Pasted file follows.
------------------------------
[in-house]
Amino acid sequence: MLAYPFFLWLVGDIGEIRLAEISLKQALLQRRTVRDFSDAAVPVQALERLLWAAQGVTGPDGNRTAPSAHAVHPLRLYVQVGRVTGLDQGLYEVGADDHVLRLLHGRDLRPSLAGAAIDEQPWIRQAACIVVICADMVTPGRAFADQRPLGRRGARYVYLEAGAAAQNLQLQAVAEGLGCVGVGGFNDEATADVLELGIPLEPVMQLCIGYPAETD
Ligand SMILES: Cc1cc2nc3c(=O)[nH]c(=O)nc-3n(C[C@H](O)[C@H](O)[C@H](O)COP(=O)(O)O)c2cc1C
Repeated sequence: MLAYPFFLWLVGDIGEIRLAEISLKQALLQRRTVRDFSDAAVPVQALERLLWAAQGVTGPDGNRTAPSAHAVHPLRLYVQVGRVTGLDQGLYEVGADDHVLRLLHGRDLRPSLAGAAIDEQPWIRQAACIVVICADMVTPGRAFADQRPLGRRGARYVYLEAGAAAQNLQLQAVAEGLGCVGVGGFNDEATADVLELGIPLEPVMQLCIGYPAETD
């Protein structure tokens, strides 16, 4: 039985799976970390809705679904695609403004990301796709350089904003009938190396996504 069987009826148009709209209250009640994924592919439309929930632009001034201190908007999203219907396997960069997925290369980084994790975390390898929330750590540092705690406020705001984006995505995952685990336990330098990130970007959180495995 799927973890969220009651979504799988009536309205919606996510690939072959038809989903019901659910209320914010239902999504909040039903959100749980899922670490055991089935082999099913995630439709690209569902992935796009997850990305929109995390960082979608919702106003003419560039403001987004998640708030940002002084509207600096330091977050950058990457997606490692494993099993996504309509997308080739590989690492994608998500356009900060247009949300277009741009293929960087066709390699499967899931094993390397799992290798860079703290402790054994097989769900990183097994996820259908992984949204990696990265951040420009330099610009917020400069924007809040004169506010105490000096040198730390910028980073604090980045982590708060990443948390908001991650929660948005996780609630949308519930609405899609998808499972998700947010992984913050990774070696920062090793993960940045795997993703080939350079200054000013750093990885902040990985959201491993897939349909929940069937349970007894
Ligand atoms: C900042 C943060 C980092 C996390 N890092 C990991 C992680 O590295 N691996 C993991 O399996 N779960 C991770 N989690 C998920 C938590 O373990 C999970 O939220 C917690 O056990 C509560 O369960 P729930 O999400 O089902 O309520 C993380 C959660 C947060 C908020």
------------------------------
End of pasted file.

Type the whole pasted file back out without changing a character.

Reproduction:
[in-house]
Amino acid sequence: MLAYPFFLWLVGDIGEIRLAEISLKQALLQRRTVRDFSDAAVPVQALERLLWAAQGVTGPDGNRTAPSAHAVHPLRLYVQVGRVTGLDQGLYEVGADDHVLRLLHGRDLRPSLAGAAIDEQPWIRQAACIVVICADMVTPGRAFADQRPLGRRGARYVYLEAGAAAQNLQLQAVAEGLGCVGVGGFNDEATADVLELGIPLEPVMQLCIGYPAETD
Ligand SMILES: Cc1cc2nc3c(=O)[nH]c(=O)nc-3n(C[C@H](O)[C@H](O)[C@H](O)COP(=O)(O)O)c2cc1C
Repeated sequence: MLAYPFFLWLVGDIGEIRLAEISLKQALLQRRTVRDFSDAAVPVQALERLLWAAQGVTGPDGNRTAPSAHAVHPLRLYVQVGRVTGLDQGLYEVGADDHVLRLLHGRDLRPSLAGAAIDEQPWIRQAACIVVICADMVTPGRAFADQRPLGRRGARYVYLEAGAAAQNLQLQAVAEGLGCVGVGGFNDEATADVLELGIPLEPVMQLCIGYPAETD
């Protein structure tokens, strides 16, 4: 039985799976970390809705679904695609403004990301796709350089904003009938190396996504 069987009826148009709209209250009640994924592919439309929930632009001034201190908007999203219907396997960069997925290369980084994790975390390898929330750590540092705690406020705001984006995505995952685990336990330098990130970007959180495995 799927973890969220009651979504799988009536309205919606996510690939072959038809989903019901659910209320914010239902999504909040039903959100749980899922670490055991089935082999099913995630439709690209569902992935796009997850990305929109995390960082979608919702106003003419560039403001987004998640708030940002002084509207600096330091977050950058990457997606490692494993099993996504309509997308080739590989690492994608998500356009900060247009949300277009741009293929960087066709390699499967899931094993390397799992290798860079703290402790054994097989769900990183097994996820259908992984949204990696990265951040420009330099610009917020400069924007809040004169506010105490000096040198730390910028980073604090980045982590708060990443948390908001991650929660948005996780609630949308519930609405899609998808499972998700947010992984913050990774070696920062090793993960940045795997993703080939350079200054000013750093990885902040990985959201491993897939349909929940069937349970007894
Ligand atoms: C900042 C943060 C980092 C996390 N890092 C990991 C992680 O590295 N691996 C993991 O399996 N779960 C991770 N989690 C998920 C938590 O373990 C999970 O939220 C917690 O056990 C509560 O369960 P729930 O999400 O089902 O309520 C993380 C959660 C947060 C908020």